The family structure has changed over the years and families are becoming far more diverse, making it even more desirable to structure financial commitments before marriage.
If a pre-nuptial agreement is prepared properly, both parties will have given full disclosure and received legal advice in which case it would be binding and upheld by the courts. It does, however, need to be reviewed from time to time to ensure it is effective and appropriate. It can be amended during the course of the marriage, by agreement.
For those families that wish to protect their wealth, pre-nuptial agreements and trusts are the way forward, particularly where couples are entering into their second or third marriages and wish for their property to pass to their children from previous relationships. Pre-nuptials can also serve as a means of protecting the wider and extended family, where family businesses share ownership. The same protection applies when property is being passed down a generation following divorce.
The pre-nuptial agreement can record those assets that are wholly external to the marriage so that they are treated differently by the courts.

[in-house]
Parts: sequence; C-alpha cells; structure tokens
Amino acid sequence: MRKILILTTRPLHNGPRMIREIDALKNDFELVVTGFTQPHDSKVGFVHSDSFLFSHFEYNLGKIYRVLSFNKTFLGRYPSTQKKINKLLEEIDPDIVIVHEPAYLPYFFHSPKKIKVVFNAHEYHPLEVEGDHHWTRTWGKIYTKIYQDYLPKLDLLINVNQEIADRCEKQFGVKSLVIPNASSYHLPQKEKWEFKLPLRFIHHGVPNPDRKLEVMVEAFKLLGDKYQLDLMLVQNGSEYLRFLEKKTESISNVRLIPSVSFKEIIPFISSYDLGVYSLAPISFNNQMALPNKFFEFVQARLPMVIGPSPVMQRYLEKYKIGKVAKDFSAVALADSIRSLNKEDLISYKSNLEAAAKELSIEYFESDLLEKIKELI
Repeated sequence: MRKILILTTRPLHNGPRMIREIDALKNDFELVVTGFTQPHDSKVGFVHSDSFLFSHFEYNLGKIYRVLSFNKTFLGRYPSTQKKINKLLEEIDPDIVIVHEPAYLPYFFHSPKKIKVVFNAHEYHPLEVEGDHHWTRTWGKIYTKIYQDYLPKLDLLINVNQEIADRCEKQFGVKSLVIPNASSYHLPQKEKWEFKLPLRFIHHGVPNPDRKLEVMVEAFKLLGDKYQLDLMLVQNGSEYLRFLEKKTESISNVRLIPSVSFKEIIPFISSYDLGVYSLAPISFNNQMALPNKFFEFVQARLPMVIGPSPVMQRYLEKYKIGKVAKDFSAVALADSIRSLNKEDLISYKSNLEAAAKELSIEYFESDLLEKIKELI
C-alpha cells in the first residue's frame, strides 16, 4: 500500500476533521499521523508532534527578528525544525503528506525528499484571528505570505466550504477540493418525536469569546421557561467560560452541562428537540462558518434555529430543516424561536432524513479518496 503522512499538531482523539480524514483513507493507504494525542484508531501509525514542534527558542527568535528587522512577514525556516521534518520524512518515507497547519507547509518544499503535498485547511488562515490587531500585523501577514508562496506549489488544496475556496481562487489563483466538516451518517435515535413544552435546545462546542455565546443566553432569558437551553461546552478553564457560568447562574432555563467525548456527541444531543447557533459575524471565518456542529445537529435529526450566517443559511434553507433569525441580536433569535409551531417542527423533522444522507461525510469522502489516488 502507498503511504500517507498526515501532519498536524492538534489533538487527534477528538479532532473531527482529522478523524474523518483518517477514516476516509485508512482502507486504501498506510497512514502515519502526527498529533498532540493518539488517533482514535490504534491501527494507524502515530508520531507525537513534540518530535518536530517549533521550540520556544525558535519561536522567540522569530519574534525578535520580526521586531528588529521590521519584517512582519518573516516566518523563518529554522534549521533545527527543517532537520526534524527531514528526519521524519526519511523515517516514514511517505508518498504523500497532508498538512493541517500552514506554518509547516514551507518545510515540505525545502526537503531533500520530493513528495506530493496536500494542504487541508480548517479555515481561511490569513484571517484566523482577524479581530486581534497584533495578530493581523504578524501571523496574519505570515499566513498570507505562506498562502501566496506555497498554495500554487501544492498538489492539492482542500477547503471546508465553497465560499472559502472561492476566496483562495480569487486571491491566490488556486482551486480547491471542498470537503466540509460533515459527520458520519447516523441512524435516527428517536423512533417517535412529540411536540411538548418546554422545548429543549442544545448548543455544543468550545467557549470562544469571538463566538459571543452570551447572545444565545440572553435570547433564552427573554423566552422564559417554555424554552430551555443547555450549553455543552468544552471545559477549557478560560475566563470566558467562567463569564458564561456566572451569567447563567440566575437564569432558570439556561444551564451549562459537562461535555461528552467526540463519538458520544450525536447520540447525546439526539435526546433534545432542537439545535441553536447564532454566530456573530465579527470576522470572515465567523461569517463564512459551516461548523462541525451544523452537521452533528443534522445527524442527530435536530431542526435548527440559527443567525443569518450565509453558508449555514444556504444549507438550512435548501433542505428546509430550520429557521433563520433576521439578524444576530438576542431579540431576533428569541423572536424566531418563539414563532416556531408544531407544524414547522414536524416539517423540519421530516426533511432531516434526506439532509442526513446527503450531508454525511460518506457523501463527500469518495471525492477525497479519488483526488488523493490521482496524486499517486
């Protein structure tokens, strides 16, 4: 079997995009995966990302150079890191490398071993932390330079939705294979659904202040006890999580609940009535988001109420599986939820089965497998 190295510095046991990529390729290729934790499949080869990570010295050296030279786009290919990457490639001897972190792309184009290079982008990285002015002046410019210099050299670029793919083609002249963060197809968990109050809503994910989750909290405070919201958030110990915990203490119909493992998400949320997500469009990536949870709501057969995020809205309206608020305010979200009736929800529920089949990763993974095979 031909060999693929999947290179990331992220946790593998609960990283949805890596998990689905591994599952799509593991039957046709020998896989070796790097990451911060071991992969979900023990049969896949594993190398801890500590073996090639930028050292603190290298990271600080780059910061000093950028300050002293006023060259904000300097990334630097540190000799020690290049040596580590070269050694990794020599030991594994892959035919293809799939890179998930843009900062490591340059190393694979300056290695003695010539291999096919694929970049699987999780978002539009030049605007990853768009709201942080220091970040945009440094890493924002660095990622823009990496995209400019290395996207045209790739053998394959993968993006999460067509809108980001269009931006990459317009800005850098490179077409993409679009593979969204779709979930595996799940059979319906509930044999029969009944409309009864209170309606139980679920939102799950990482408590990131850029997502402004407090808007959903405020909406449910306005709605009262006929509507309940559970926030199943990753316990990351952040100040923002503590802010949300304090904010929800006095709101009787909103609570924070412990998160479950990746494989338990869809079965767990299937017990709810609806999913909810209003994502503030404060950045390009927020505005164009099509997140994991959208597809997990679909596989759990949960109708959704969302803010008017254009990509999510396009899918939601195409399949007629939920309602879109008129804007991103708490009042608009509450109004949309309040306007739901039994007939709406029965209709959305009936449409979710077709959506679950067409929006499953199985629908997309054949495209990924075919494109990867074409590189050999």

If the parties do not enter into a pre-nuptial agreement, they can after the marriage, enter into a post nuptial agreement. The same principles apply in that there has to be full and frank disclosure with both parties having had the benefit of appropriate legal advice.
Nuptial agreements do not have statutory validity in court, however, if the agreement has been created by a solicitor and the following criteria is met, the court will try to abide by the agreement as much as possible. It is important to remember that the courts retain the right to ignore some or all of the agreement if they consider it to be unfair. The criteria is as follows:
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